A cross-party committee of MPs has published a landmark report on the state of provision for pupils with special educational needs and disabilities.
The report from the parliamentary education committee, published today, makes a series of recommendations for government and other bodies.
We’ve compiled a list of the recommendations most likely to affect schools.
The committee is calling on the government to legislate to allow the local government and social care ombudsman to “consider what takes place within a school”.
This legislation should be brought forward “at the earliest opportunity”.
This follows evidence from the ombudsman, Micheal King, who said he is currently only able to look at “everything up to the school gate”.
“Two select committees have independently identified a problem with the current extent of the powers of the local government and social care ombudsman,” the report said. “It is now up to the government to act.”
Where local authorities appear not to be complying with the law, the committee believes parents and schools should be able to report them directly to the Department for Education.
The department should also implement an annual scorecard for local authorities and health bodies “to measure their success against the SEND reforms”.
This would include reports of non-compliance, the school placement of children and young people with SEND including those without a school place, tribunal hearings and how local authorities meet statutory timescales.
The scorecards should then be made available via the House of Commons library “no later than three months after the end of the year to which they relate”.
According to the committee, not enough is being done to ensure every pupil with SEND receives a “high standard” of education, or that all schools are inclusive.
To tackle this, MPs believe Ofsted “must deliver a clear judgement, and through this assurance to parents, that schools are delivering for individual children with SEND”.
This should either be done through the current programme of inspections, or Ofsted should alternatively develop “a separate type of specialised inspection focusing on SEND, with a particular focus on the school’s responsibility to deliver for pupils on SEN Support and that inclusive schools get the recognition that they deserve”.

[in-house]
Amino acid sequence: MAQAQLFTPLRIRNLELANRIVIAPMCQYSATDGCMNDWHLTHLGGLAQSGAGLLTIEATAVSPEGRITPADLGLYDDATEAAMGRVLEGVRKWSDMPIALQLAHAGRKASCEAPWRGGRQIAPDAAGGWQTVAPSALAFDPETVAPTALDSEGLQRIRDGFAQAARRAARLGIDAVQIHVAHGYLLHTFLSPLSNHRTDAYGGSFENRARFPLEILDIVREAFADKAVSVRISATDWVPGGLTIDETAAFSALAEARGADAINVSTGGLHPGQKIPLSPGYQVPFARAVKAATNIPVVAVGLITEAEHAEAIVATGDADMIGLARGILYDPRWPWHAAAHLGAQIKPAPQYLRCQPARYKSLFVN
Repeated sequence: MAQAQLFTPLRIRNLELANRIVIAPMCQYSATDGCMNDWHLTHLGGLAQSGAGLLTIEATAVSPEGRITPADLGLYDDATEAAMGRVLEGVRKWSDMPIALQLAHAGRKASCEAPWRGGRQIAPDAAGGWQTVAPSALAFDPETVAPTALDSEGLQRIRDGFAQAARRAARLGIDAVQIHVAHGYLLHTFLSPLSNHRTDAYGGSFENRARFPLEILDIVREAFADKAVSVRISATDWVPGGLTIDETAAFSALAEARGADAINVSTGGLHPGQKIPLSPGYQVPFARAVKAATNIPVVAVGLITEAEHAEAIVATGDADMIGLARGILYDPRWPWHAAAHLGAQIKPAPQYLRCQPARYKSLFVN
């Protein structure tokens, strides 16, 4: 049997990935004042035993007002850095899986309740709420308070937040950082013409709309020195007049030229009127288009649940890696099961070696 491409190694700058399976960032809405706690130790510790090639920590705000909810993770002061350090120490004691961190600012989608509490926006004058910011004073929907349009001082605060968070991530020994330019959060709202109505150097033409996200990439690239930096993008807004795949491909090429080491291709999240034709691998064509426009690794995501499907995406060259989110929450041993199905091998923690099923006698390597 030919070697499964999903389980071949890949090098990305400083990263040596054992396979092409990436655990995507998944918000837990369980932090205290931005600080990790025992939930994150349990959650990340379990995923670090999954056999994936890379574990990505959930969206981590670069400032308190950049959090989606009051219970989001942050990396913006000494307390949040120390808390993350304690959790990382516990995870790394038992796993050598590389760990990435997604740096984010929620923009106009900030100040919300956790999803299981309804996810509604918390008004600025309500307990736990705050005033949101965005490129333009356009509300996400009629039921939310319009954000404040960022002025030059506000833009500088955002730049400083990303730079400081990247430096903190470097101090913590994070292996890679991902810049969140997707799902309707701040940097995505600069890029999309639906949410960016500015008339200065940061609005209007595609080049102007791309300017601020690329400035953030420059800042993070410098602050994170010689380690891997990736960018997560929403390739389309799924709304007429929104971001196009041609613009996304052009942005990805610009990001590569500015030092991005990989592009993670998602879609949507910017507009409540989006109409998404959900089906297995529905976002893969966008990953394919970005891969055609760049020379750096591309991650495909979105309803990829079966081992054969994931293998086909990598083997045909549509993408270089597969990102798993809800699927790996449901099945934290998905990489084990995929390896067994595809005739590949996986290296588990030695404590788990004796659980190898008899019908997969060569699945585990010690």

The committee acknowledges this may require legislative change, and says this must happen “at the earliest possible opportunity”.
During the inquiry, MPs heard that special educational needs co-ordinators (SENCOs) are sometimes part-time, and can be “diverted from their SEND responsibilities by other duties, taking them away from supporting teachers and pupils”.
In response, the committee has called on the government appoint an independent reviewer to “examine the cost implications of requiring all schools and colleges to have a full-time dedicated SENCO”.
The reviewer must also make recommendations on how small a school should be to warrant a part-time SENCO.
The committee also recommended that the DfE issue updated guidance stating that all SENCOs should undertake the NASENCO training course upon taking up their role.
In its report, the committee raised concerns about the “conflicts of interest, or challenges” that stem from councils holding both an assessor and commissioner role when it comes to SEND provision.
For example, some professionals make decisions “that are overridden by budgetary constraints or a lack of commissioned provision”, which creates “distrust” between councils and parents or carers.
Although MPs felt separating the roles was not the right thing to do, they did settle on the need “to create some neutrality in the system”.
The report recommended the DfE explores the potential for a neutral role, someone who would be allocated to every parent or carer with a child going through an assessment.
This person would have the responsibility “for co-ordinating all statutory SEND processes including the annual review, similar to the role of the independent reviewing officer for looked-after children”.
Under current rules, councils’ ability to open new special schools is heavily restricted. Town halls are mostly reliant on the free schools programme.
The committee said that the DfE should, in the absence of “other plausible solutions”, enable councils to create new maintained specialist schools, including specialist post-16 provision “outside of the constraints of the free school programme”.
The government should also amend its capacity building guidance “to ensure that local authorities are able to be more responsive to their local population’s needs and address the unfortunate unintended consequences of the programme”.